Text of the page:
Will Osei is a Ph.D. and a cofounder of Wire Health and leads DEI and culturally-competent behavioral health services for enterprise customers such as Spotify.
As a psychologist, it is fascinating to watch how companies respond to racially traumatic moments. Across the board, I’ve seen most of these companies use listening sessions as their go-to tactical response. Listening sessions are facilitated discussions amongst individuals aimed at gathering information about their unique experiences. These listening sessions are intended to be a platform for employees to voice their opinions.
After years of working to support corporate employees through trauma, I have come to believe that these listening sessions are mostly ineffective and, at worst, actually perpetuate the harms of trauma. That is because they often create more misunderstanding, which then catalyzes stress. When individuals are in stress, they cannot mentalize the perspectives of others. Because they cannot understand the perspectives of those across the table, this leads to even more epistemic mistrust. As employers continue to hold these sessions, they become less credible over time.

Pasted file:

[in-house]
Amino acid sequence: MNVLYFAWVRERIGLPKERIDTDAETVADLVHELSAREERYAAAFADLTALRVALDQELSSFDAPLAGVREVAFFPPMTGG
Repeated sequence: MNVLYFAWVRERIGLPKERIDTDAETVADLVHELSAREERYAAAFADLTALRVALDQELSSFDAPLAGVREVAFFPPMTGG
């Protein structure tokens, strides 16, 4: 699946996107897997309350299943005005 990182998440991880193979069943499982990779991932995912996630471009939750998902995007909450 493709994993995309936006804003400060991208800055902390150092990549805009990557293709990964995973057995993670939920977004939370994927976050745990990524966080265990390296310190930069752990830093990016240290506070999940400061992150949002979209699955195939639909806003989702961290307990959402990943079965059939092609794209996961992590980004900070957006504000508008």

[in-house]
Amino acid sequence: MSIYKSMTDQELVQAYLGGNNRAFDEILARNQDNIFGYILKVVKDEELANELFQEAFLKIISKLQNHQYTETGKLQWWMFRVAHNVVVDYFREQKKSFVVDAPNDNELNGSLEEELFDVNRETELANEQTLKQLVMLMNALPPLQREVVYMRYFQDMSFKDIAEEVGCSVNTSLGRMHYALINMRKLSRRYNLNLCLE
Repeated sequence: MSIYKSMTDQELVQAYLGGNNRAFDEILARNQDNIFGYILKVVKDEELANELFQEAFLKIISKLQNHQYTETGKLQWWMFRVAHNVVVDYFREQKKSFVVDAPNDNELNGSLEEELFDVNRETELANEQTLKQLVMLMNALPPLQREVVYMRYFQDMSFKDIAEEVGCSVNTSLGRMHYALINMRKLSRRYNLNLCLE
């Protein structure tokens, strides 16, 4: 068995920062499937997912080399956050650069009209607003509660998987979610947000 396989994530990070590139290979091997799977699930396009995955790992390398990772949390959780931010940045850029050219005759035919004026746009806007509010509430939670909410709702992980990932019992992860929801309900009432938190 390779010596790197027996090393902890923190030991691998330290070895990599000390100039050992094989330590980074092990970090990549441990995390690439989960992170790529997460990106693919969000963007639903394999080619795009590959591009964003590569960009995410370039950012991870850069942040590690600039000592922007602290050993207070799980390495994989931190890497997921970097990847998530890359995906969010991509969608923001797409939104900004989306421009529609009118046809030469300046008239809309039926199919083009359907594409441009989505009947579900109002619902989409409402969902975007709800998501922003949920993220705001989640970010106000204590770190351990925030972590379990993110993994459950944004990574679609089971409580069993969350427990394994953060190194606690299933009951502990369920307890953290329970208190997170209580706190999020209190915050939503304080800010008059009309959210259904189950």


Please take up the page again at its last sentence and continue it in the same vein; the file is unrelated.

The negative externalities caused by listening sessions have been documented. In fact, the World Health Organization recommends against specific types of post-traumatic debriefing, which includes individuals talking through a detailed narrative of the event and their feelings around those events. Sometimes, processing trauma through these types of listening sessions actually retraumatizes the person. In effect, this is just like pouring salt on the wound.
At Wire, we rethink how employers can help support their employees after trauma in a modern and evidence-backed way.